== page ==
Based on Henry James’s The Alter of the Dead, this film is one of Truffaut’s strangest and most impressive works. Set immediately after the First World War, it deals with its hero’s obsession with the memory of his dead wife, which becomes an immersion in the rituals of death itself and a desire to preserve the memory of his dead friends by dedicating a chapel to their honour. Julien’s intensity makes him overlook until too late the attentions of a girl (Nathalie Baye) who is devoted to him. His moral fastidiousness ultimately drains him of all life. The part is played in an appropriately stiff and intense manner by Truffaut himself.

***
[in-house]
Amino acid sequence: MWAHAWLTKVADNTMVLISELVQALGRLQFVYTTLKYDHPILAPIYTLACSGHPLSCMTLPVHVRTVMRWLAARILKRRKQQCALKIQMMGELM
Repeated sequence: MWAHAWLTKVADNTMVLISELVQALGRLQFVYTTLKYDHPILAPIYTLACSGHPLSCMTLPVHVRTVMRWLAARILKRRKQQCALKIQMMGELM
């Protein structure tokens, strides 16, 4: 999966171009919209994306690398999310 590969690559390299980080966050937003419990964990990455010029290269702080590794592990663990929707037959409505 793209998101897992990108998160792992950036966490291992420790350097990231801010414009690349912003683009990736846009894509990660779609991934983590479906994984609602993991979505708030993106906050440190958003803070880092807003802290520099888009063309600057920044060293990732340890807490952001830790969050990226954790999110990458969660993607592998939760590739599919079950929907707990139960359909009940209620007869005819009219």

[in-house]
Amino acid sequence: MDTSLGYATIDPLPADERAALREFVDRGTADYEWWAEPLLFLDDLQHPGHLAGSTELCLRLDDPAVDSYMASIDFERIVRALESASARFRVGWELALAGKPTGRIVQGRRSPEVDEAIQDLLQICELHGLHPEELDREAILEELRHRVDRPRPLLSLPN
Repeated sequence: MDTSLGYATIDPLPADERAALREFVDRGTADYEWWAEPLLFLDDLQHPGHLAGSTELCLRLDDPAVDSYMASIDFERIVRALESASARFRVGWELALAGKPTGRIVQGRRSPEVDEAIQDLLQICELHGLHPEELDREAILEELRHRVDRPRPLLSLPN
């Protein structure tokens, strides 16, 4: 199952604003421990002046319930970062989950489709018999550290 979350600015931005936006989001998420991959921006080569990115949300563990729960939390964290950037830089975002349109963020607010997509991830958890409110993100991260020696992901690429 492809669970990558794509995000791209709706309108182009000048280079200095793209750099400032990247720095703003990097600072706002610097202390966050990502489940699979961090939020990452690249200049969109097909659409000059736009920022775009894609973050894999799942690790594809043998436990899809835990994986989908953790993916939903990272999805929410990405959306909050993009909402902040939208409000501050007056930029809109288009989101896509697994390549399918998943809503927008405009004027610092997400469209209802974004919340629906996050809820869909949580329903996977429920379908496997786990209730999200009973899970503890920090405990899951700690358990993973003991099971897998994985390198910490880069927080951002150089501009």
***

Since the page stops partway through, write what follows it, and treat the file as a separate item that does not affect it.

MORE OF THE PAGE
If the tone of the film seems uncharacteristically morbid for Truffaut, nevertheless there are certain preoccupations which can be traced to his other work. He has always been fascinated by obsessive love which drives people into peculiar excesses of behaviour. The style too takes on a particularly personal colour, with a plot that has echoes of Hitchcock’s Vertigo (the absorption with death and the preservation of a dead girl’s memory) and a terse manner which recalls Bresson. The personal note breaks through overwhelmingly in the film’s central sequence, when Julien allows the girl into the chapel to participate in the ‘consecration’ of his dead friends. The pictures we see are those of men who helped form Truffaut’s own artistic sensibility James, Proust, Oscar Wilde, Cocteau. It is both a tribute to the way in which the cinema allowed Truffaut to preserve his own artistic ‘friends’, and, in its sense of claustrophobia, a suggestion of how his own cinematic and literary obsessions might have stifled his capacity for ‘life’.